In hiring immigrants, there are a host of mistakes that employers can make. Depending upon the size of the company and the extent of the problem, penalties can range from hefty fines to jail time. Here are a few of the most common, and
Employing Unauthorized Workers
Whether it's intended to evade taxes on employee wages or simply not properly checking an employee's background to ensure they are eligible for employment, hiring unauthorized workers is a huge no no. Under section 274 of federal Immigration and Nationality Act (INA), a person or organization commits a federal felony when he or she encourages an illegal alien to remain in the U.S. by acting as an employer or referring him or her to an employer. No matter what the reason, employing an illegal immigrant is against federal law.
Non Compliance With State Employment Laws
In addition to federal laws, each state has it's own set of laws and regulations in regards to employing immigrants. Often times, employers will follow federal guidelines but are unaware of and fail to meet those of the state they do business in. For example, some states require E-Verify background checks for all employers while others have no requirement at all. Such difference can sometimes lead to confussion and costly mistakes.
According to the INA, employers may not treat individuals any differently because they are, or are not, U.S. citizens or work authorized individuals. This protection covers asylees, refugees, U.S. citizens, recent permanent residents, and temporary residents. Citizenship status discrimination can manifest itself in a number of ways. An obvious example came last year, when a company posted 6 jobs online explicitly stating citizenship status preferences or requirements that exlcuded work-authorized non-citizens.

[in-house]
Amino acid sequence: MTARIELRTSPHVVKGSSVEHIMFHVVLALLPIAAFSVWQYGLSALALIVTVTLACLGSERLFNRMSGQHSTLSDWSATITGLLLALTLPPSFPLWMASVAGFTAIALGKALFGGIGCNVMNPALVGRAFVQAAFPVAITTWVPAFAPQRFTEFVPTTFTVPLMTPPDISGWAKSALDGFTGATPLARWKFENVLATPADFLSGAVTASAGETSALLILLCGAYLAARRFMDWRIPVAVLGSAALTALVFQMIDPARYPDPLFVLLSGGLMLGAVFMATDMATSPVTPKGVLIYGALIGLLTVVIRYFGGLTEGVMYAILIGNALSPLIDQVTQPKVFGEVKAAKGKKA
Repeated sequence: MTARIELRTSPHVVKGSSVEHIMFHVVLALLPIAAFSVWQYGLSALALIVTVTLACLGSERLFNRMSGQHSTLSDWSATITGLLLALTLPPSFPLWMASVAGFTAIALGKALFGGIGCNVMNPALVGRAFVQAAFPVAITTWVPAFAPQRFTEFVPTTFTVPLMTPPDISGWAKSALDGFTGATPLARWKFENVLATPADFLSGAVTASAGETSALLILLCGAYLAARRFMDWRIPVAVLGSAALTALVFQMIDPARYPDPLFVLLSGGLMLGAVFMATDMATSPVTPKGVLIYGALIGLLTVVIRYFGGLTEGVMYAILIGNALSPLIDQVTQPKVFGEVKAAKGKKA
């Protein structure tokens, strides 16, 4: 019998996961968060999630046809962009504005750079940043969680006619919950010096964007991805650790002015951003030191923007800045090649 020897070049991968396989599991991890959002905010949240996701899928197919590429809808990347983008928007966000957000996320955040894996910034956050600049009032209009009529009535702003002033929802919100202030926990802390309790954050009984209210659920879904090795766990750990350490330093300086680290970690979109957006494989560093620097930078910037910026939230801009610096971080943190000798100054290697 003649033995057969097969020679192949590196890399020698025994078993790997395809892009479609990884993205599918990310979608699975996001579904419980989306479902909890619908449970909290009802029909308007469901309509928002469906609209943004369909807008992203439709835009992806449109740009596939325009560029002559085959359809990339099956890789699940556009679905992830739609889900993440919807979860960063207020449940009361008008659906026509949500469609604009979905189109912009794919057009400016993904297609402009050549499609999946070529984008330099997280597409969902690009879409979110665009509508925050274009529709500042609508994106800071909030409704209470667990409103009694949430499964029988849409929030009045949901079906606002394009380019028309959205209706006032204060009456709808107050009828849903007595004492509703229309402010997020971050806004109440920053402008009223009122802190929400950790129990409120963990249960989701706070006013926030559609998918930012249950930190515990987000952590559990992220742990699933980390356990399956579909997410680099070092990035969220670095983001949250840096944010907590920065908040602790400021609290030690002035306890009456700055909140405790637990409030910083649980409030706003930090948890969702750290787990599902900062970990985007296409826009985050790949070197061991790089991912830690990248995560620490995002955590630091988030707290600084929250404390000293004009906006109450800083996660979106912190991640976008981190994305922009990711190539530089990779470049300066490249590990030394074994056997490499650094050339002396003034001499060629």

Taking Adverse Action For SSA Non Match Letters
The Social Security Administration issues No-Match letters to employers in response to an employee wage report, advising that the name or SSN for one of more employees doesn not "match" the combination in their records. However, receipt of such a letter does not, in itself, make a statement of the employee's immigration status. Therefore, it should not prompt adverse action, such as termination. Instead, employers are urged to:
The I-9 document is very important. It verifies that the employee is eligible for employment. Employers are required to complete and retain them for alll employees, citizen and non-citizen. Document abuse is a common issue relating to I-9s. If employers are requesting that certain groups of employees, immigrants for example, produce more documents or a particular document that they do not require other employees to produce, it is considered document abuse. Procedural or technical errors can also lead to penalties and large fines.